The “Femme Fatale” segment on NoirWhale.com is designed to highlight the life and merits of exceptional film noir actresses. These women are the embodiment of the femme fatale archetype, and propel possibly the most recognizable and integral theme in the noir genre.
“Darling, the legs aren’t so beautiful, I just know what to do with them.”
Born Marie Magdalene Dietrich on December 27th 1901, this German-American Actress rose to become one of the most prominent women in the history of show business. Her lifetime spanned both World Wars, and she personally felt the impact of the turbulent era, losing both her father and step-father at an extremely young age. As a teenager, she studied poetry, theatre, and the violin though her dreams of becoming a violinist were shattered by an unfortunate wrist injury.
“She was nicknamed “Lena” and “Lene” (pronounced Lay-neh) within the family. Around the age of 11, she contracted her two first names to form the then-novel name of “Marlene”.”
Her first appearances on the stage were as a chorus girl in vaudeville-style shows. Eventually she landed a part in the 1922 film: So sind die Männer (The Little Napoleon), but it wasn’t anything earth shaking. A year later she married Rudolf Sieber, and bore her only child the year after that; a daughter, named Marie Elisabeth Sieber. Throughout the remainder of the 1920’s Dietrich continued to land roles on both the stage and film in Berlin.
1929 saw the starlet’s breakthrough. She played the role of the cabaret singer Lola-Lola in the film The Blue Angel. Riding the wave of the film’s success, Marlene relocated to Hollywood, CA on a contract with Paramount Pictures. Her first American Film, Morocco, saw her cast again as a cabaret singer and was considered greatly provocative for the era because at one point in the film she wears a man’s white neck-tie and kisses another woman. The role earned her an Oscar Nom for “Best Actress in a Leading Role”. She didn’t win.
Dietrich went on to star in some of the most cinematically beautiful films in history, including: Dishonored (1931), Blonde Venus (1932), Shanghai Express (1932), The Scarlet Empress (1934), and The Devil is a Woman (1935).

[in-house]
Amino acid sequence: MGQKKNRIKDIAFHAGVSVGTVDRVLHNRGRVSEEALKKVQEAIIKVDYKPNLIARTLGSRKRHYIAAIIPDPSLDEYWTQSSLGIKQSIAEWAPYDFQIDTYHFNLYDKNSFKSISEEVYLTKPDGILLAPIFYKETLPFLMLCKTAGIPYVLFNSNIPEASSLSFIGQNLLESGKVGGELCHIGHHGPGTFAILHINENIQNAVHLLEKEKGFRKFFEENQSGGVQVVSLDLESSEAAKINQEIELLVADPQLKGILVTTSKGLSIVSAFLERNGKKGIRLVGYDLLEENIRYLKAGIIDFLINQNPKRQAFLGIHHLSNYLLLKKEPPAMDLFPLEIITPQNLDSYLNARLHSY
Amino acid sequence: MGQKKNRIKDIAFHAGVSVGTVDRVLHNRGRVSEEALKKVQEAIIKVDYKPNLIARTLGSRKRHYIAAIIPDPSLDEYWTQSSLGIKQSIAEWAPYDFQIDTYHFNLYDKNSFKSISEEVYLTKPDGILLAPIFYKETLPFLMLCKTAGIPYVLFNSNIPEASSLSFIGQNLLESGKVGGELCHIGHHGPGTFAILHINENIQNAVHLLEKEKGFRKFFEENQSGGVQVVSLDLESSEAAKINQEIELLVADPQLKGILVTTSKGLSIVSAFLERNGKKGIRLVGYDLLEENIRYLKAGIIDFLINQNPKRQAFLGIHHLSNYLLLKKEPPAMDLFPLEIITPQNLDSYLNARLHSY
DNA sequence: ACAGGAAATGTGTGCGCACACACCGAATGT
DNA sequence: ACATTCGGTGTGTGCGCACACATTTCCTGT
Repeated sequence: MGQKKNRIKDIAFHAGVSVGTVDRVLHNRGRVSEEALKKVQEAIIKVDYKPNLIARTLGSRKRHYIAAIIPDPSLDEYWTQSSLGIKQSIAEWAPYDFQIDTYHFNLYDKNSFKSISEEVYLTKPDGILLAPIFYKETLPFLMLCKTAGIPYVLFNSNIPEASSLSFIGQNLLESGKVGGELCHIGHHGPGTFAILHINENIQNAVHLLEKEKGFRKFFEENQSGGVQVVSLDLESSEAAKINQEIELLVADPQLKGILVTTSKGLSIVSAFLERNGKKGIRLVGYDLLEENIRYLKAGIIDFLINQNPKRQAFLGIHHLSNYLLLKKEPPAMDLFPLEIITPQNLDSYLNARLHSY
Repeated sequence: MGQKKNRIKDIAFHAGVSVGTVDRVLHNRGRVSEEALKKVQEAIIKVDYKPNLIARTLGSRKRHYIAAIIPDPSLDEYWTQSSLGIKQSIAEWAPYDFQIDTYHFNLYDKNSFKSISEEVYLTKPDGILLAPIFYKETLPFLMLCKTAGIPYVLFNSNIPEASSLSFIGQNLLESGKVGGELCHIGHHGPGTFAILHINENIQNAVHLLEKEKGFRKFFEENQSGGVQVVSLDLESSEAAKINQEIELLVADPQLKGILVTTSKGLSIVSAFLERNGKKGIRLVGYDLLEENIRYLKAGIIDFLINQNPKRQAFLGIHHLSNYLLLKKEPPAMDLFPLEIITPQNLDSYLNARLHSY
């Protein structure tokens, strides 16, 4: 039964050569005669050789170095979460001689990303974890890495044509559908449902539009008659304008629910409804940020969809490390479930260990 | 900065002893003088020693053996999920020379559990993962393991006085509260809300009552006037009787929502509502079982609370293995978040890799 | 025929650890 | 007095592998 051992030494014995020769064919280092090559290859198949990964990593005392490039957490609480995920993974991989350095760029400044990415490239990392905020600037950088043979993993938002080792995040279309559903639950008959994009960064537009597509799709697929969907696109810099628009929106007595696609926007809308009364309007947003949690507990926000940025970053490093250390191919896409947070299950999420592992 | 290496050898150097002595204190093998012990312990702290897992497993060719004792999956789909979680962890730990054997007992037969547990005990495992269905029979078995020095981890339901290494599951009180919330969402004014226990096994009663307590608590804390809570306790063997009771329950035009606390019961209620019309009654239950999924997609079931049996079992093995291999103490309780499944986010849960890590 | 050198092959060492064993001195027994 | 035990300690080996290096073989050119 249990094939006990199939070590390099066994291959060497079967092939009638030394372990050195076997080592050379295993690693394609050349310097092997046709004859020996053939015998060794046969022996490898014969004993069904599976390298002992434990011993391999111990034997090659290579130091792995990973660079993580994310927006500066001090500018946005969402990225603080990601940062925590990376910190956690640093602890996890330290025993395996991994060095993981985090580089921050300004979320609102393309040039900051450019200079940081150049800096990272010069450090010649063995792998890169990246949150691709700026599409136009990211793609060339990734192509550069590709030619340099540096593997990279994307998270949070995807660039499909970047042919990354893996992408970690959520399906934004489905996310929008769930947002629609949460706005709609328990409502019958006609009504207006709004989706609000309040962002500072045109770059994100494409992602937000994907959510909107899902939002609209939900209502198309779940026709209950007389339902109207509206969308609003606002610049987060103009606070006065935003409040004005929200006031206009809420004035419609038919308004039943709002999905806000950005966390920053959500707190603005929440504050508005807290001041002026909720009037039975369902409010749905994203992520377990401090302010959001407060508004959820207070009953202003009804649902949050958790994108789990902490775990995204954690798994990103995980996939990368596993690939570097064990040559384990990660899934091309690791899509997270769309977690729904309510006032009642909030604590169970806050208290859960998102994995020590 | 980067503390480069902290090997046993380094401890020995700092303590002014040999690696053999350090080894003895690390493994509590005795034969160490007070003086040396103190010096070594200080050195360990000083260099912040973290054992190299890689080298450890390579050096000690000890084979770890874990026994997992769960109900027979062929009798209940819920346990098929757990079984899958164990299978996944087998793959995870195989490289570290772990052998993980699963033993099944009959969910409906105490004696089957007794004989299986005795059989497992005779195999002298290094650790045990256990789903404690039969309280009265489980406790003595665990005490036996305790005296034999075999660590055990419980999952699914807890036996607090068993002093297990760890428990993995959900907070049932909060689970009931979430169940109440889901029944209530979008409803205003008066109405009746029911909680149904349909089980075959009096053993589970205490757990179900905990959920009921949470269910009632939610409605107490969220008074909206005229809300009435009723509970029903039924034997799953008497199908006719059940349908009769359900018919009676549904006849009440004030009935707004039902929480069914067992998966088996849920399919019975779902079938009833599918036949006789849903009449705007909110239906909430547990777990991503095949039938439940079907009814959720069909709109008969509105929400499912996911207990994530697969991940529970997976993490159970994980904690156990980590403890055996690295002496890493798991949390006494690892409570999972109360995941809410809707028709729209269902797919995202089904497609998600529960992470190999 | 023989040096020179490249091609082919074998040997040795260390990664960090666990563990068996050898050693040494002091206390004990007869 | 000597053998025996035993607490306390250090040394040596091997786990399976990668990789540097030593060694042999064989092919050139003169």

In the late 1930’s while Marlene was in London, she was approached by official representatives of the Nazi party. They desired her to return to Germany as the foremost film star of the Third Reich. Dietrich refused their lucrative offer and applied for U.S. Citizenship. She was awarded it in 1939.
Throughout World Ward II Marlene was a staunch anti-Nazi and was rarely matched in her efforts to raise war bonds.
From the early 1950s to the mid 1970s Dietrich became a famous cabaret performer, headlining her own “one-woman” show. She was in great demand worldwide throughout the time period and became well known for her top-hat and tails costume. Here are a few fun facts:
Her daringly sheer “nude dress” — a heavily beaded evening gown of silk soufflé, which gave the illusion of transparency — designed by Jean Louis, attracted a lot of publicity
Dietrich employed Burt Bacharach as her musical arranger starting in the mid-1950s; together they refined her nightclub act into a more ambitious theatrical one-woman show with an expanded repertoire. Bacharach’s arrangements helped to disguise Dietrich’s limited vocal range – she was a contralto – and allowed her to perform her songs to maximum dramatic effect.
She would often perform the first part of her show in one of her body-hugging dresses and a swansdown coat, and change to top-hat and tails for the second half of the performance. This allowed her to sing songs usually associated with male singers.
Late in her life, Marlene’s health took a turn. She suffered from Cervical Cancer and poor circulation in her legs. The discomfort led her to be dangerously reliant on painkillers and alcohol. In 1975 she tragically broke her leg during a stage performance in Australia, ending her career. A year later her husband Rudolf succumbed to cancer.
Marlene Dietrich eventually died of renal failure in Paris in 1992. She was 90 years old.
Her personal life was largely hidden from the public view, but she was a bisexual who participated in the gay/drag scene frequently. She also carried on numerous affairs with famous contemporaries; among them: Gary Cooper, Jimmy Stewart, Erich Maria Remarque, Jean Gabin, Mercedes de Acosta, Yul Brynner, John Wayne, George Bernard Shaw, and John F. Kennedy. Although raised Protestant, she said that she lost her faith during World War II. She said, “If God exists, he needs to review his plan.”
She is an irreplaceable femme fatale figure in the world of film noir. Her iconic image has influenced generations of actresses in the genre across the world.
In 1999, the American Film Institute named Dietrich the ninth-greatest female star of all time.
“Glamour is what I sell, it’s my stock in trade.”
A scandalous tale:
At age 60, Marlene Dietrich was summoned to the White House by President Kennedy and was received in his private quarters. Seduction was inevitable, and she helped him remove the wrapping that supported his fragile back. Afterwards the president asked Dietrich if she had ever slept with his father. She said no, and the president was delighted to have “gotten somewhere first before the old man could”. -The Academy Awards: The Complete History of Oscar
*All biographical information was snagged from:
*Quotes were snagged from: